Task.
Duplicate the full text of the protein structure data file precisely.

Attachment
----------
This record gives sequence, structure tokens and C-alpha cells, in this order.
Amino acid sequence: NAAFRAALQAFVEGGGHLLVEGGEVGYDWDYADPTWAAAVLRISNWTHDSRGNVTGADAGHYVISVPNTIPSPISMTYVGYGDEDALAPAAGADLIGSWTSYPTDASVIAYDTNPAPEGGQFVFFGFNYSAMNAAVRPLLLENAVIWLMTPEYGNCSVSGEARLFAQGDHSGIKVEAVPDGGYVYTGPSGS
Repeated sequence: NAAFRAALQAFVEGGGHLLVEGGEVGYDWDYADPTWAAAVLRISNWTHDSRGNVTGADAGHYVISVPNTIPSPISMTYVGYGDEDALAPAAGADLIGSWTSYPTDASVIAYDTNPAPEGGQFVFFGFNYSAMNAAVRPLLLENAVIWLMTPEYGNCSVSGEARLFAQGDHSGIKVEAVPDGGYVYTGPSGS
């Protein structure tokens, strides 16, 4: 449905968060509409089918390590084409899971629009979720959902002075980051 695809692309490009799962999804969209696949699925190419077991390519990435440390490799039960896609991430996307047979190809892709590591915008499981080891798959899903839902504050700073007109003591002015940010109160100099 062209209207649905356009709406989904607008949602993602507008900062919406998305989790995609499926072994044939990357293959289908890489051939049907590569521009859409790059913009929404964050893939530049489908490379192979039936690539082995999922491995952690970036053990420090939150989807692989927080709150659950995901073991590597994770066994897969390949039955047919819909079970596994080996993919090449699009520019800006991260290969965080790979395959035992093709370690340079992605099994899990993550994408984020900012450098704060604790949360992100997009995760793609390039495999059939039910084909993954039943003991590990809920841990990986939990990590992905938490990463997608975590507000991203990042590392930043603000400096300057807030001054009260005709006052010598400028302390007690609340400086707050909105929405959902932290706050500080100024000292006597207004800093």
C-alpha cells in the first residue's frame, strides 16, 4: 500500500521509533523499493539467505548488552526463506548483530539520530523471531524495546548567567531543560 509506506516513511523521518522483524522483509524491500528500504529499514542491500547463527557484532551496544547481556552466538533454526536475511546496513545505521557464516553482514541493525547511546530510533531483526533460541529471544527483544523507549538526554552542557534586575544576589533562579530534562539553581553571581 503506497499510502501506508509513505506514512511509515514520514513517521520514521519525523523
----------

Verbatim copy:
This record gives sequence, structure tokens and C-alpha cells, in this order.
Amino acid sequence: NAAFRAALQAFVEGGGHLLVEGGEVGYDWDYADPTWAAAVLRISNWTHDSRGNVTGADAGHYVISVPNTIPSPISMTYVGYGDEDALAPAAGADLIGSWTSYPTDASVIAYDTNPAPEGGQFVFFGFNYSAMNAAVRPLLLENAVIWLMTPEYGNCSVSGEARLFAQGDHSGIKVEAVPDGGYVYTGPSGS
Repeated sequence: NAAFRAALQAFVEGGGHLLVEGGEVGYDWDYADPTWAAAVLRISNWTHDSRGNVTGADAGHYVISVPNTIPSPISMTYVGYGDEDALAPAAGADLIGSWTSYPTDASVIAYDTNPAPEGGQFVFFGFNYSAMNAAVRPLLLENAVIWLMTPEYGNCSVSGEARLFAQGDHSGIKVEAVPDGGYVYTGPSGS
């Protein structure tokens, strides 16, 4: 449905968060509409089918390590084409899971629009979720959902002075980051 695809692309490009799962999804969209696949699925190419077991390519990435440390490799039960896609991430996307047979190809892709590591915008499981080891798959899903839902504050700073007109003591002015940010109160100099 062209209207649905356009709406989904607008949602993602507008900062919406998305989790995609499926072994044939990357293959289908890489051939049907590569521009859409790059913009929404964050893939530049489908490379192979039936690539082995999922491995952690970036053990420090939150989807692989927080709150659950995901073991590597994770066994897969390949039955047919819909079970596994080996993919090449699009520019800006991260290969965080790979395959035992093709370690340079992605099994899990993550994408984020900012450098704060604790949360992100997009995760793609390039495999059939039910084909993954039943003991590990809920841990990986939990990590992905938490990463997608975590507000991203990042590392930043603000400096300057807030001054009260005709006052010598400028302390007690609340400086707050909105929405959902932290706050500080100024000292006597207004800093």
C-alpha cells in the first residue's frame, strides 16, 4: 500500500521509533523499493539467505548488552526463506548483530539520530523471531524495546548567567531543560 509506506516513511523521518522483524522483509524491500528500504529499514542491500547463527557484532551496544547481556552466538533454526536475511546496513545505521557464516553482514541493525547511546530510533531483526533460541529471544527483544523507549538526554552542557534586575544576589533562579530534562539553581553571581 503506497499510502501506508509513505506514512511509515514520514513517521520514521519525523523